Teacher resources and professional development across the curriculum

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Science in Focus: Shedding Light: Lights, Camera, Action

Shadow Time

IV. Do It With Your Students

Create your own set of photographs for your students. Compose and take five photographs on a sunny day so that a person with knowledge gained from "Sun and Seasons" could arrange them in the order in which they were taken. You might use the photos from your Buddy Activity as well.

Each picture should be composed so that a clearly visible shadow and the object casting the shadow form the central subject. A suggested group of photographs would be one picture each at about 8:00 am, 10:00 am, 12:00 pm, 2:00 pm, and 4:00 pm, in order to provide a wide range of shadow angles. For each photograph, record the compass direction (heading) in which the picture was taken. The photographs are presented to the student along with the compass heading. The student must infer the time of day from the shadow for each picture and arrange the pictures in chronological order.

Dimensions to consider in composing a group of pictures include:

  • Direction or heading: Are all the pictures taken with the same or different headings? Varying the direction of the camera adds additional spatial challenges.
  • Objects photographed: Is the same object used in all photos or are different objects used as subjects to cast the shadow? Using different objects adds complexity to the problem.
  • Height and shape of object: Are all objects about the same height and shape or do they vary?
  • The shape and size of the shadow in the picture can add different types of challenges. Long, thin shadows are more easily interpreted than wide, fat shadows.
  • Time of year: Are all the photos taken in the same day or spread out significantly across the year? Shadows are longer during the winter than during the summer at any comparable time of day.

A simpler version of this activity is to have students take a picture inside or outside the school and challenge other students to stand where the photographer stood to take the picture. This would promote visual thinking skills important to the study of seasons. This activity could be done more interactively with a digital camera or use of video tape where the scene is captured with "still" mode on the tape. An extension of the activity would be to video tape a shadow stick while placing a light in different locations. When replaying the tape, students would be challenged to identify the location of the light. Based on the length of the shadow, they could determine the height of the light.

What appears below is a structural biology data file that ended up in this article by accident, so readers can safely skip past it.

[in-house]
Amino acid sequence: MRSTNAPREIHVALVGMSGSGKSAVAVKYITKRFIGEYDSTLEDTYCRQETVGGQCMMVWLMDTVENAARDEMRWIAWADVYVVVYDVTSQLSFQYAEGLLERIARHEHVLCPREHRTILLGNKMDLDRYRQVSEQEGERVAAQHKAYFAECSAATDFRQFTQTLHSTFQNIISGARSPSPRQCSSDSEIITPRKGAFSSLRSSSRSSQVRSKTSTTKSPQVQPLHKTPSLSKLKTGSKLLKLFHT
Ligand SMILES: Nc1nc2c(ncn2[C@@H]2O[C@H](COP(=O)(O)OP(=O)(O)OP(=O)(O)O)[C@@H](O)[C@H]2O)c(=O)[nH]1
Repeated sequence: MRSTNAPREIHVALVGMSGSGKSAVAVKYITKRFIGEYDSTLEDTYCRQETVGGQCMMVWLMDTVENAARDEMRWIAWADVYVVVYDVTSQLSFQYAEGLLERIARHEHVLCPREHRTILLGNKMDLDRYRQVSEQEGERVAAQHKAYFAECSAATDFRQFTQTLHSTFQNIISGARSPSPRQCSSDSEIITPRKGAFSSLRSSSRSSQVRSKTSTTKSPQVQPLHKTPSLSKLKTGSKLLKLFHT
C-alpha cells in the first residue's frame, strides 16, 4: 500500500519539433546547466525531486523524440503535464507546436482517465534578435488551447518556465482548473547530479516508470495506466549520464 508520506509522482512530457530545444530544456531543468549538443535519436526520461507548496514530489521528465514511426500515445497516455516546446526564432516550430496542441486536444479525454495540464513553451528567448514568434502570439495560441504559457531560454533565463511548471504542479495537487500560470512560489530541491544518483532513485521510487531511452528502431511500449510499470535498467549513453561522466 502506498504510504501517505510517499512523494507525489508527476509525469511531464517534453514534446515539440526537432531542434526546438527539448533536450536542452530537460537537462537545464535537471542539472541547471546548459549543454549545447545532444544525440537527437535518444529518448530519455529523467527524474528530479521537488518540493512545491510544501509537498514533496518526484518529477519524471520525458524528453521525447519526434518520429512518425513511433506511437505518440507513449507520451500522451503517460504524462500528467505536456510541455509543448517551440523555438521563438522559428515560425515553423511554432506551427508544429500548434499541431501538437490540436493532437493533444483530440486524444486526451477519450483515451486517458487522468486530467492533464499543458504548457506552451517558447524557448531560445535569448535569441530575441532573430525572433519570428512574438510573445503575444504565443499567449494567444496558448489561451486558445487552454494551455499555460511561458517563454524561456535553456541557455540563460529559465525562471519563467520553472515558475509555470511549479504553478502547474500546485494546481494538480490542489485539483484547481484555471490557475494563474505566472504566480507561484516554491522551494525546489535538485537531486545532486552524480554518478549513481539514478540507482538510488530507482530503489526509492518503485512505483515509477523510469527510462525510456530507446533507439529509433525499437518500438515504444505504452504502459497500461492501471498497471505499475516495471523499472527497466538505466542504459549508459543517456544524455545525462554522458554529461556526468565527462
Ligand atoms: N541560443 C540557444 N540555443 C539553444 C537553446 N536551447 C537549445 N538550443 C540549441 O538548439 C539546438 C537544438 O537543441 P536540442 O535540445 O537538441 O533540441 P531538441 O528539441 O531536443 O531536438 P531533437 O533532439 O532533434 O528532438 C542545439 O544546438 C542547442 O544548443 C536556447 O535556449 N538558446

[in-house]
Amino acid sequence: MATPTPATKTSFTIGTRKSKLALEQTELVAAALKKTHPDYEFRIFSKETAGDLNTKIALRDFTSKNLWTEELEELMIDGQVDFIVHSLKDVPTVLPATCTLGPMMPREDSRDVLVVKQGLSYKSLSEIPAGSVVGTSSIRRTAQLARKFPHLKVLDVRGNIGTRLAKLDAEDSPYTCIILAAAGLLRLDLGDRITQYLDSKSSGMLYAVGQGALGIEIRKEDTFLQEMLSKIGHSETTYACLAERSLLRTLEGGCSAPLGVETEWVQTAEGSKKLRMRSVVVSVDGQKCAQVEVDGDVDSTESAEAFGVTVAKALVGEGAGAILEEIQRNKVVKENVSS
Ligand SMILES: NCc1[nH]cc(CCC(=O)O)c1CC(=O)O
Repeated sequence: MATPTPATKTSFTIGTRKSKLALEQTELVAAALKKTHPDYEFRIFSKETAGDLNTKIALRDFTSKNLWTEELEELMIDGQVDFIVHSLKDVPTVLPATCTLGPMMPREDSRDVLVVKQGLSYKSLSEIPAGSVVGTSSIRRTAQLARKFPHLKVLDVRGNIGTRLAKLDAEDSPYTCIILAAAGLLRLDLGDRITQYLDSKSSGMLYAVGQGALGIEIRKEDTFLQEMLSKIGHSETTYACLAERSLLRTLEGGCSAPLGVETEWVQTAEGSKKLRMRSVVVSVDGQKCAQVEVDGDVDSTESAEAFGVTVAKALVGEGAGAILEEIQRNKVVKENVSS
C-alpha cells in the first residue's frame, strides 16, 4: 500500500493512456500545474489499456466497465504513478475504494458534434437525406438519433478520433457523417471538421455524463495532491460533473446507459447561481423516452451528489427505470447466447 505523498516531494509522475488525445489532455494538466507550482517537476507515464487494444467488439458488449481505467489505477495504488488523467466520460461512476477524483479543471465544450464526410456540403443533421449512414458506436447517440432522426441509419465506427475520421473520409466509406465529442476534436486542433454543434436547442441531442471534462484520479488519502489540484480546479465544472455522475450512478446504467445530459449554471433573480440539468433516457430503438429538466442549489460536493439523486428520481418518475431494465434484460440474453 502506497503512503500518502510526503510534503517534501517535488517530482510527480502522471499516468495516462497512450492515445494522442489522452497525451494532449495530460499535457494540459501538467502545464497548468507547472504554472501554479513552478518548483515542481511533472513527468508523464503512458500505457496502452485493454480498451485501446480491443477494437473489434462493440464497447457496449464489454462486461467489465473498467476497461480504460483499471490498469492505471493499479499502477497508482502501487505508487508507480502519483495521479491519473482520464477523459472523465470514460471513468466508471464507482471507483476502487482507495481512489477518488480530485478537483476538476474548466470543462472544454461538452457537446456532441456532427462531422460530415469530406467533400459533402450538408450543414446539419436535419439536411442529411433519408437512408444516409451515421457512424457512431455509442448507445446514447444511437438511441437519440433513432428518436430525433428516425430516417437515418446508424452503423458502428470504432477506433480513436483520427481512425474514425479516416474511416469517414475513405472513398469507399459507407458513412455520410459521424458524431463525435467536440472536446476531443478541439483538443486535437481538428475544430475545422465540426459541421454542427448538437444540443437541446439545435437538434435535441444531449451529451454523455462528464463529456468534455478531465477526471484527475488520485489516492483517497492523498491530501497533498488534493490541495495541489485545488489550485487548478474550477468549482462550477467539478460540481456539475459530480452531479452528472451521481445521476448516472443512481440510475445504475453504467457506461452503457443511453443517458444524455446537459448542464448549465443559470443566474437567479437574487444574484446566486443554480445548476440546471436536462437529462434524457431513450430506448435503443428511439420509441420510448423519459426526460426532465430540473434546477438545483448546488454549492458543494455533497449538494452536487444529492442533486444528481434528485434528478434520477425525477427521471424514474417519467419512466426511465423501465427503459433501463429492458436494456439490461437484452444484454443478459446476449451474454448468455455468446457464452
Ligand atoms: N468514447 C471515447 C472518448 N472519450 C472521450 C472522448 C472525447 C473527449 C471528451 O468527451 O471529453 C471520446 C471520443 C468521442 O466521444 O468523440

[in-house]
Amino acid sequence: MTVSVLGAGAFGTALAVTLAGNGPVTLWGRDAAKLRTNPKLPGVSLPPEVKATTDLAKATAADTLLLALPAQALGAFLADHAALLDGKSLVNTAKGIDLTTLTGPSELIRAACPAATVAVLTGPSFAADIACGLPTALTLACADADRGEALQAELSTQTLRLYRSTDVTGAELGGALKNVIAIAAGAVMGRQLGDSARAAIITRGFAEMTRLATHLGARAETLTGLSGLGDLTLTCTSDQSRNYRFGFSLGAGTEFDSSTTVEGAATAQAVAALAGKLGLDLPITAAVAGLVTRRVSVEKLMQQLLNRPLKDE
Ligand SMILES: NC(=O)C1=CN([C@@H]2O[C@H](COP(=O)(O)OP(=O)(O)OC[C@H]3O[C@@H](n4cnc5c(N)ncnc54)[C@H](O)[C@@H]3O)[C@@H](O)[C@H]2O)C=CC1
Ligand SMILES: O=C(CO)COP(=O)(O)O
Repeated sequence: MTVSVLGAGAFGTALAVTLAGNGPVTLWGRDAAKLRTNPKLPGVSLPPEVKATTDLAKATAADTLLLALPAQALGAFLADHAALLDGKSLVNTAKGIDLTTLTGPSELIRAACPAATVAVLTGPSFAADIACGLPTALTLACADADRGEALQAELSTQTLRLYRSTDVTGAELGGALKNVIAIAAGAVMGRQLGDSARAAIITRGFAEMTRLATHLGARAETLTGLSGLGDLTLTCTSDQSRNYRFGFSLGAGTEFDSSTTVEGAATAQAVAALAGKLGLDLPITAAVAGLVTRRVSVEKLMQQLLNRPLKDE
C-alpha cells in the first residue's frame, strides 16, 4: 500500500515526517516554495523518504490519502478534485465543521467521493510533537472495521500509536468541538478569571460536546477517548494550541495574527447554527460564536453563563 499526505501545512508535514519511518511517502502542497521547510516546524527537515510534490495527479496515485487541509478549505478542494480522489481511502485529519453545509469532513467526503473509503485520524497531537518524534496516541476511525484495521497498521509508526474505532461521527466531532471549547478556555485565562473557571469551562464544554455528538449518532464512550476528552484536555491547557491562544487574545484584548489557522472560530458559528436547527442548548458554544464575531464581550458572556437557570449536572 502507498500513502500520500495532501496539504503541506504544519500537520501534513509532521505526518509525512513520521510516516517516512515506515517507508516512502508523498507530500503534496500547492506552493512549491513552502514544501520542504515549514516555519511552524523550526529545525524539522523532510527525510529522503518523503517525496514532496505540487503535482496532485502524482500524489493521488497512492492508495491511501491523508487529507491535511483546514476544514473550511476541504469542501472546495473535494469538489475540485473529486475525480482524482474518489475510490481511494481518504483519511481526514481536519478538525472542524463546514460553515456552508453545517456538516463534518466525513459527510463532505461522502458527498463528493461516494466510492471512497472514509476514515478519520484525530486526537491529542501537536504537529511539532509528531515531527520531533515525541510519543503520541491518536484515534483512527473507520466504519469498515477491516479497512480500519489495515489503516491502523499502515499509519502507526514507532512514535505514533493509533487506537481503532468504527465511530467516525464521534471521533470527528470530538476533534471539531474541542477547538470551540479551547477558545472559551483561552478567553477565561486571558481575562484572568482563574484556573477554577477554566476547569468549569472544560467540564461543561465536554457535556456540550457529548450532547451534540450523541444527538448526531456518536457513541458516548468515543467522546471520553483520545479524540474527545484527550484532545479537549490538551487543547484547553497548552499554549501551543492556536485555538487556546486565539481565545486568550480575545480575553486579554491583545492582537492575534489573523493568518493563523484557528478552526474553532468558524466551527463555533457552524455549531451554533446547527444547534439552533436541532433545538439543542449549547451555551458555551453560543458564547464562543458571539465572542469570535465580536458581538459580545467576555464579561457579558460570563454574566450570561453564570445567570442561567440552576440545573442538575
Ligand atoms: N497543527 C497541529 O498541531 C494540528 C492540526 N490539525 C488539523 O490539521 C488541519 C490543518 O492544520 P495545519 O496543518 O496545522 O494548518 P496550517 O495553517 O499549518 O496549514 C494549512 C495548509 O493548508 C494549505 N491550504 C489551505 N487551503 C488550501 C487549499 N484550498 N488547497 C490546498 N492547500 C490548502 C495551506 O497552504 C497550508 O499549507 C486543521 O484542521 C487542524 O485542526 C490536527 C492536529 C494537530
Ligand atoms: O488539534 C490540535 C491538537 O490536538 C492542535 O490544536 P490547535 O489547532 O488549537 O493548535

You might also try the Buddy version of this activity with a pen pal classroom if you have one.

Practical considerations

In composing pictures consider the following factors:

  • Bright sunlight is critical.
  • High contrast background for the shadow is best - shadows across a grey street surface will not show up as well as shadows across white cement sidewalks or green grass. Many surfaces, however, are quite usable for most students.
  • High contrast between the object and its background: A road sign will show up better against a light, uniform background than a dark building.
  • Absence of other shadows is best, especially those shadows that are straight and could be confused as the subject of the photograph.
  • Classroom sets of photographs can be made inexpensively by photocopying. This duplication process will work only with high contrast photographs. If this is the process to be used, take the original pictures with black and white film.
  • The photos can also be duplicated by scanning them into a computer file and printing them on a color or black and white printer.

Variation for the Younger Learner

Generate experiences in the classroom where younger students observe long and short shadows outdoors. Follow this by creating long and short shadows in the classroom with artificial light. Discuss the location of the light source relative to the object casting the shadow. As a step toward interpreting pictures, have students observe the creation of classroom shadows by using a video camera. Students observe the TV monitor and discuss the location of the light source. Using pre-recorded images, ask students where the camera was located to take the pictures (e.g. by the door, near the teacher's desk, by the sink, etc.).

Looking for more? Check out references and information in V. Resources.


I. The Web Activity
II. The Science
III. Do It Yourself
IV. Do It with Your Students  <—
V. Resources




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